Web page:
How an inverter works as part of a solar power system.
R Powr panel (4 kW) with two 24-volt Outback FX2000 inverters: a fully-integrated power conversion center that can be used with grid-connected or stand-alone systems.
An inverter is a device that converts direct current electricity (for example, from a solar module or array) to alternating current (single or multiphase), for use in operating AC appliances or supplying power to an electricity grid.
Stand-alone inverters, also known as off-grid inverters, convert DC power stored in batteries to AC power that can be used as needed. Synchronous inverters, also called grid-tie inverters, can be used to convert the DC output of a photovoltaic module, a wind generator, or a fuel cell to AC power to be connected to the utility grid. Multifunction inverters, such as the one illustrated here, can perform both functions.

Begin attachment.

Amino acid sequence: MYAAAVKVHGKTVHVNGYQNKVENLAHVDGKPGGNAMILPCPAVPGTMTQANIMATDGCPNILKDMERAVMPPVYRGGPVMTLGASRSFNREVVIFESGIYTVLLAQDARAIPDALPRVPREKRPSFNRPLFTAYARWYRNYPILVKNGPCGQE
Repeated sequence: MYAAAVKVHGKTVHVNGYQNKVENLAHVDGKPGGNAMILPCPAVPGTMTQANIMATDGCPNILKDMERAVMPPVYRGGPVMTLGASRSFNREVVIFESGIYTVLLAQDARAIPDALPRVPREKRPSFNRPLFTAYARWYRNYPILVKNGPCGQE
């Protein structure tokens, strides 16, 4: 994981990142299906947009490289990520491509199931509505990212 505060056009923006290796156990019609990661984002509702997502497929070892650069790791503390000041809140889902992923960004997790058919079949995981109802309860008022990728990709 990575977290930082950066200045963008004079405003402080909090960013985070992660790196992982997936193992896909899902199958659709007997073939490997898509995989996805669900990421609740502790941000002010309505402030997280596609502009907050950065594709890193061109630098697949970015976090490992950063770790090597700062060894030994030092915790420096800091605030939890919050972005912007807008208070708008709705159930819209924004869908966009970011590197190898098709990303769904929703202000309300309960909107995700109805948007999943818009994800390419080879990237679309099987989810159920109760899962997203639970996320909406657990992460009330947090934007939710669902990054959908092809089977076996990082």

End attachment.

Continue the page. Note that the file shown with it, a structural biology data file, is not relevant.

The electronic circuitry in inverters may, in some cases, cause problems with radio and television reception, noise on telephones and buzz in audio equipment. Sine-wave inverters cause the least amount of interference. Interference can be minimized by locating the inverter very close to the batteries, twisting together cables that connect the inverter to the battery, and locating the inverter away from appliances that are susceptible to interference.
With reference to air conditioners, inverter technology allows variability over control of a compressor in an air-conditioning unit. Traditional air-conditioners rely on switching the compressor on and off to control operations, which is less energy efficient.